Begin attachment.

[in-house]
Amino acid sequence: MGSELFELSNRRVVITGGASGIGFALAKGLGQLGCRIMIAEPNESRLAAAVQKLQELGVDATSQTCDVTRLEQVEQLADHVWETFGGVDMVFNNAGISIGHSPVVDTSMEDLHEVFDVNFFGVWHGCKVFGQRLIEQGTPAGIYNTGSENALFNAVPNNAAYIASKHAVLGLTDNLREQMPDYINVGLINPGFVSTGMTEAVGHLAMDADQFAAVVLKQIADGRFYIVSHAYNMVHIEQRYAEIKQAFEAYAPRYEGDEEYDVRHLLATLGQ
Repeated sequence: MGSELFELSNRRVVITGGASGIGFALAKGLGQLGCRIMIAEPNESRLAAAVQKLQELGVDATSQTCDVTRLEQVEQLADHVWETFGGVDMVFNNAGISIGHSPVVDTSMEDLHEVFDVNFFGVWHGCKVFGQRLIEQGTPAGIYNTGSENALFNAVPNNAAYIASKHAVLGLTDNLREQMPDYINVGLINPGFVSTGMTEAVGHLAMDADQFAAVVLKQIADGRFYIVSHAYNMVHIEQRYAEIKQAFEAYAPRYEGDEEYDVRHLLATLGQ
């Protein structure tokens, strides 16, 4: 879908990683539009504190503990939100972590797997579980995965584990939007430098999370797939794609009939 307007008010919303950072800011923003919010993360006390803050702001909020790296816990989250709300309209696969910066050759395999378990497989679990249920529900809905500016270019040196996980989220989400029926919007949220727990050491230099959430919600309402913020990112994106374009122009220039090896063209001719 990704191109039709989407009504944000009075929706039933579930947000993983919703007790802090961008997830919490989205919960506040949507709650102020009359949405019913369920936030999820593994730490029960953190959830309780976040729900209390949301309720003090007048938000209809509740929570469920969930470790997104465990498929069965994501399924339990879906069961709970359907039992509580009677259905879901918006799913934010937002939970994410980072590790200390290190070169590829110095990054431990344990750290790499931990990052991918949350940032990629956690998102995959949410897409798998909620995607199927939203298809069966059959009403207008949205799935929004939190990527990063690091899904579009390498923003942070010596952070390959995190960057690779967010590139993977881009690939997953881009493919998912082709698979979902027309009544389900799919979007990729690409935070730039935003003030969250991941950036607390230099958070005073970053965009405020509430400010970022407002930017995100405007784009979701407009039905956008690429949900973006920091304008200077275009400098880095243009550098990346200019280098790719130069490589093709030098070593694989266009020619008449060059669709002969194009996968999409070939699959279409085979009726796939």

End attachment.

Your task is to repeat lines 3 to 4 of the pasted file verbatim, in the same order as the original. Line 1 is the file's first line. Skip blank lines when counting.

Repeated sequence: MGSELFELSNRRVVITGGASGIGFALAKGLGQLGCRIMIAEPNESRLAAAVQKLQELGVDATSQTCDVTRLEQVEQLADHVWETFGGVDMVFNNAGISIGHSPVVDTSMEDLHEVFDVNFFGVWHGCKVFGQRLIEQGTPAGIYNTGSENALFNAVPNNAAYIASKHAVLGLTDNLREQMPDYINVGLINPGFVSTGMTEAVGHLAMDADQFAAVVLKQIADGRFYIVSHAYNMVHIEQRYAEIKQAFEAYAPRYEGDEEYDVRHLLATLGQ
């Protein structure tokens, strides 16, 4: 879908990683539009504190503990939100972590797997579980995965584990939007430098999370797939794609009939 307007008010919303950072800011923003919010993360006390803050702001909020790296816990989250709300309209696969910066050759395999378990497989679990249920529900809905500016270019040196996980989220989400029926919007949220727990050491230099959430919600309402913020990112994106374009122009220039090896063209001719 990704191109039709989407009504944000009075929706039933579930947000993983919703007790802090961008997830919490989205919960506040949507709650102020009359949405019913369920936030999820593994730490029960953190959830309780976040729900209390949301309720003090007048938000209809509740929570469920969930470790997104465990498929069965994501399924339990879906069961709970359907039992509580009677259905879901918006799913934010937002939970994410980072590790200390290190070169590829110095990054431990344990750290790499931990990052991918949350940032990629956690998102995959949410897409798998909620995607199927939203298809069966059959009403207008949205799935929004939190990527990063690091899904579009390498923003942070010596952070390959995190960057690779967010590139993977881009690939997953881009493919998912082709698979979902027309009544389900799919979007990729690409935070730039935003003030969250991941950036607390230099958070005073970053965009405020509430400010970022407002930017995100405007784009979701407009039905956008690429949900973006920091304008200077275009400098880095243009550098990346200019280098790719130069490589093709030098070593694989266009020619008449060059669709002969194009996968999409070939699959279409085979009726796939």